While some portray this as an entertaining sideshow, it really isn’t. This is an ongoing passion play within the Republican Party. The managerial class essentially has no one left to rally around. Bush, Christie and Kasich are basically dead meat if the polls are to be believed. They may hang around to varying degrees, but none of them will be the nominee. By default, Rubio becomes essentially the D-list selection and suffers the consequences from the other side. The presence of Trump denies Cruz the chance to consolidate the conservative wing behind him.
For many years now, people have complained about nominating the more moderate candidate. Those complaints are justified to a degree given the electoral results- defeats in 2008 and 2012. Further, conservatives have been burned by those they supported in the past. Whether it was Medicare Part D or No Child Left Behind, a string of Bush policies, not to mention the spending that accompanied them, was certainly not conservative. Bush’s political legacy within the GOP was to make the true conservative wary of those claiming to be conservative. Hence the demand today that a true conservative be nominated.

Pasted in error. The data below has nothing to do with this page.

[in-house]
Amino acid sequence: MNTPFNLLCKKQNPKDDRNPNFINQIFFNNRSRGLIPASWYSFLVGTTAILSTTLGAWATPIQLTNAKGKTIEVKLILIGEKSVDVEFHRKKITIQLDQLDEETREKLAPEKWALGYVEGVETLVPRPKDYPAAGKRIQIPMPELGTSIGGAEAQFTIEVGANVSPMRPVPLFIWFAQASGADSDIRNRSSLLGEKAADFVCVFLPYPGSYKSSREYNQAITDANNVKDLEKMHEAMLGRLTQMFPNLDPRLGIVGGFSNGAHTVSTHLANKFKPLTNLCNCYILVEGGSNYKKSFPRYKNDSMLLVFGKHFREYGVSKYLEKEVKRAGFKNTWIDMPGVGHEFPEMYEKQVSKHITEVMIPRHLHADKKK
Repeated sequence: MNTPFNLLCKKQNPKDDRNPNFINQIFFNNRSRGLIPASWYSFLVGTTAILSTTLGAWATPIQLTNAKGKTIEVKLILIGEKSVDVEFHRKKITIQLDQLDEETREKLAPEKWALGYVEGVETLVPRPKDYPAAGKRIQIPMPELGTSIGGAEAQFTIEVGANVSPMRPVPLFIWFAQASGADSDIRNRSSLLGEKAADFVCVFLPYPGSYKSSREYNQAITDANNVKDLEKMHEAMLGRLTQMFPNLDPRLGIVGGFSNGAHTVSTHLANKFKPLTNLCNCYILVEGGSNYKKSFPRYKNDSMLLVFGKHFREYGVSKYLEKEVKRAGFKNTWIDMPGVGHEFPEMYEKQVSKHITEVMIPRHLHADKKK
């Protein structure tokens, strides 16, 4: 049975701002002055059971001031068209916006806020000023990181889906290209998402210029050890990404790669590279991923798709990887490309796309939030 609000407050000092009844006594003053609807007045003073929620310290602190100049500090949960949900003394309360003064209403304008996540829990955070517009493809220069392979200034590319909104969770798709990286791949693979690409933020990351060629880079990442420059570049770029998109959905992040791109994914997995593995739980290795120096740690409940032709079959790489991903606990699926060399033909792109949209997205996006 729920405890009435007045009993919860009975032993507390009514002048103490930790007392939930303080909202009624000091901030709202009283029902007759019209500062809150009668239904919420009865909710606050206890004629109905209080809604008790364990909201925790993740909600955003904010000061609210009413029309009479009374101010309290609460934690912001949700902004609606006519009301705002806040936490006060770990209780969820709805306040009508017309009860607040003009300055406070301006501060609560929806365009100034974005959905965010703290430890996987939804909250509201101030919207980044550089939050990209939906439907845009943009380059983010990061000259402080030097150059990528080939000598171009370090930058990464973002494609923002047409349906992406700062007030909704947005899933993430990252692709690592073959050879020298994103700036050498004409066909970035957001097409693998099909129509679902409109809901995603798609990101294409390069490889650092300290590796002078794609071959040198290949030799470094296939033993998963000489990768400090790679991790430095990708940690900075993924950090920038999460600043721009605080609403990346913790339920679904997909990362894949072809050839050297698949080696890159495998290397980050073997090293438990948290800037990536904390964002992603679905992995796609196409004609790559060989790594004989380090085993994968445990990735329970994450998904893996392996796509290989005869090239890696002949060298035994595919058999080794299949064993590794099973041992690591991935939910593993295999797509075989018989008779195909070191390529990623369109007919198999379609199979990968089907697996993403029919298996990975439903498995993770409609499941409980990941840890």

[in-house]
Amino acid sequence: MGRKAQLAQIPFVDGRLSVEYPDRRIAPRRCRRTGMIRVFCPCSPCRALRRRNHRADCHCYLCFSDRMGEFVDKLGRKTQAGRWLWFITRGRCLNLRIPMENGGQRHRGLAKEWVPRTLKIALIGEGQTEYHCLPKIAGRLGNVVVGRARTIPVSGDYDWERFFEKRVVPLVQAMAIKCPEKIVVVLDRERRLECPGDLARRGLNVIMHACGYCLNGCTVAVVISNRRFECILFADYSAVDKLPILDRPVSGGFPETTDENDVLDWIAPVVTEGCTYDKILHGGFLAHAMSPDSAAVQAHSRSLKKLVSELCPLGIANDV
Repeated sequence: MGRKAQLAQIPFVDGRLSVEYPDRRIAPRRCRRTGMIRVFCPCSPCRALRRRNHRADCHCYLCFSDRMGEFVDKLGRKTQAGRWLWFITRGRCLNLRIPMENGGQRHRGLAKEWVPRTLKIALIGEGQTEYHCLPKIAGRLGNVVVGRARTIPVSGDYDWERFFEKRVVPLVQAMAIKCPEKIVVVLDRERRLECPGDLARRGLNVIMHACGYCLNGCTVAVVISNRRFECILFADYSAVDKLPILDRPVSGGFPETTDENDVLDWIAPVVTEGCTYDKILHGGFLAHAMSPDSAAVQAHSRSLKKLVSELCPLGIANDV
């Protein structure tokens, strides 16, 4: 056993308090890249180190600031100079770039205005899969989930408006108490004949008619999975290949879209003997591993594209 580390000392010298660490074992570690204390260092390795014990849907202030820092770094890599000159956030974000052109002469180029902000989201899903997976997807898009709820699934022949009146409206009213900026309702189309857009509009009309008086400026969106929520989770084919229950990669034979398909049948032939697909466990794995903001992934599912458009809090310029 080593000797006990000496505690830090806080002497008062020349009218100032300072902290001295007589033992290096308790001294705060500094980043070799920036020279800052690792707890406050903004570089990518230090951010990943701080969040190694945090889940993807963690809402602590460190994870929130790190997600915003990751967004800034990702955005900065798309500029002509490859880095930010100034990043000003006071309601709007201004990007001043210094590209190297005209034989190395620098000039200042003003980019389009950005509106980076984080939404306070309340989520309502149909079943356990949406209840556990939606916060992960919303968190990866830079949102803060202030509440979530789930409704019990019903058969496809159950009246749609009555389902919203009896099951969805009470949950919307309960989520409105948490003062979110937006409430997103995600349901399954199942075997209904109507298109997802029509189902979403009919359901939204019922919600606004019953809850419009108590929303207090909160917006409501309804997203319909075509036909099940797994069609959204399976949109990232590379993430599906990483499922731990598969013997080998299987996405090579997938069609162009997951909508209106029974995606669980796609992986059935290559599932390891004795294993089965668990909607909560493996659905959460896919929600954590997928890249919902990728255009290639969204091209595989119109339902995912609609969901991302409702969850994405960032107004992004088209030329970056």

But, here is the beauty of this year’s election for the GOP: Unless your last name is Trump OR those managers listed earlier, the nominee will be conservative. As it stands now, the Trump/Cruz supporters are attacking the “moderate” (term to be used in the loosest sense) Rubio primarily over his immigration Gang of Eight participation, missed votes in the Senate and his boots. But, he has that 94% rating from Heritage Action and most analysis of his tenure in Congress clearly points in the conservative direction. As for Cruz, he touts his conservative credentials whether in the Senate or as attorney general of Texas. The question comes down to how conservative the nominee will be. The wariness on the Right about Rubio is somewhat justified. We have heard claims of conservatism before only to be hoodwinked. Bush did it and McCain and Romney were denied the chance in the general election (and look what it got us). We know the more conservative factions of the GOP prefer Cruz. But, they alone cannot carry him to the White House. For Cruz, the question is: Has he burnt too many bridges behind him?